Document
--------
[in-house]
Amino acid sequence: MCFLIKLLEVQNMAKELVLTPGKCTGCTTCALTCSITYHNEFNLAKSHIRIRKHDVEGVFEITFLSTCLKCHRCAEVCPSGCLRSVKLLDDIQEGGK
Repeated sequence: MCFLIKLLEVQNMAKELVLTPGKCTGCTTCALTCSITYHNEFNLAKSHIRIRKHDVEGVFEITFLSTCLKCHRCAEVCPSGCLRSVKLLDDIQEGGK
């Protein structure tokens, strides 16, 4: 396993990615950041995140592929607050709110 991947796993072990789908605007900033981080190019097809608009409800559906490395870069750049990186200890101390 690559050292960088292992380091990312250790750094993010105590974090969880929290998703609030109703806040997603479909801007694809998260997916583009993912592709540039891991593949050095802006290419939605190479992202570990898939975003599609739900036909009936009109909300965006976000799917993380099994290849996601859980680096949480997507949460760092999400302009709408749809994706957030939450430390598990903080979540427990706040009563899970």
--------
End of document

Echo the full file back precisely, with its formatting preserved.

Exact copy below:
[in-house]
Amino acid sequence: MCFLIKLLEVQNMAKELVLTPGKCTGCTTCALTCSITYHNEFNLAKSHIRIRKHDVEGVFEITFLSTCLKCHRCAEVCPSGCLRSVKLLDDIQEGGK
Repeated sequence: MCFLIKLLEVQNMAKELVLTPGKCTGCTTCALTCSITYHNEFNLAKSHIRIRKHDVEGVFEITFLSTCLKCHRCAEVCPSGCLRSVKLLDDIQEGGK
């Protein structure tokens, strides 16, 4: 396993990615950041995140592929607050709110 991947796993072990789908605007900033981080190019097809608009409800559906490395870069750049990186200890101390 690559050292960088292992380091990312250790750094993010105590974090969880929290998703609030109703806040997603479909801007694809998260997916583009993912592709540039891991593949050095802006290419939605190479992202570990898939975003599609739900036909009936009109909300965006976000799917993380099994290849996601859980680096949480997507949460760092999400302009709408749809994706957030939450430390598990903080979540427990706040009563899970």